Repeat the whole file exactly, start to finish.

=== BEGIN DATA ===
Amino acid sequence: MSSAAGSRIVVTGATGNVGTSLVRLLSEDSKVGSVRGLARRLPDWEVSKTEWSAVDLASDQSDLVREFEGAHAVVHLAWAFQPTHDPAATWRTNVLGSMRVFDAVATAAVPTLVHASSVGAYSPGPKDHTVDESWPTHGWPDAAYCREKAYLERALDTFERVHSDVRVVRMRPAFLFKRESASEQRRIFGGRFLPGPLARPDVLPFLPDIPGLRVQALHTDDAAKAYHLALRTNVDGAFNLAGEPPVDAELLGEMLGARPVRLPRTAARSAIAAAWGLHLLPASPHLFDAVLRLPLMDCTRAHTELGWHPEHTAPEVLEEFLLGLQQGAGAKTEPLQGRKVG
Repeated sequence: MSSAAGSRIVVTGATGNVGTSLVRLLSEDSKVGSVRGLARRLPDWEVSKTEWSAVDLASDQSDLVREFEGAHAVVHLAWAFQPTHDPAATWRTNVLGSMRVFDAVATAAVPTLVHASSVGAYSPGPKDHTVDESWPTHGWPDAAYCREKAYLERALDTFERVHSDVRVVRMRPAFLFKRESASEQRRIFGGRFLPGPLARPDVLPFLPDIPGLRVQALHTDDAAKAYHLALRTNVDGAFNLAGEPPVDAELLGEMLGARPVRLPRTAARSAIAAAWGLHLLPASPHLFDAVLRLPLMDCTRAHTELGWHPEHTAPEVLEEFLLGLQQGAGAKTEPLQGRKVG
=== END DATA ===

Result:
Amino acid sequence: MSSAAGSRIVVTGATGNVGTSLVRLLSEDSKVGSVRGLARRLPDWEVSKTEWSAVDLASDQSDLVREFEGAHAVVHLAWAFQPTHDPAATWRTNVLGSMRVFDAVATAAVPTLVHASSVGAYSPGPKDHTVDESWPTHGWPDAAYCREKAYLERALDTFERVHSDVRVVRMRPAFLFKRESASEQRRIFGGRFLPGPLARPDVLPFLPDIPGLRVQALHTDDAAKAYHLALRTNVDGAFNLAGEPPVDAELLGEMLGARPVRLPRTAARSAIAAAWGLHLLPASPHLFDAVLRLPLMDCTRAHTELGWHPEHTAPEVLEEFLLGLQQGAGAKTEPLQGRKVG
Repeated sequence: MSSAAGSRIVVTGATGNVGTSLVRLLSEDSKVGSVRGLARRLPDWEVSKTEWSAVDLASDQSDLVREFEGAHAVVHLAWAFQPTHDPAATWRTNVLGSMRVFDAVATAAVPTLVHASSVGAYSPGPKDHTVDESWPTHGWPDAAYCREKAYLERALDTFERVHSDVRVVRMRPAFLFKRESASEQRRIFGGRFLPGPLARPDVLPFLPDIPGLRVQALHTDDAAKAYHLALRTNVDGAFNLAGEPPVDAELLGEMLGARPVRLPRTAARSAIAAAWGLHLLPASPHLFDAVLRLPLMDCTRAHTELGWHPEHTAPEVLEEFLLGLQQGAGAKTEPLQGRKVG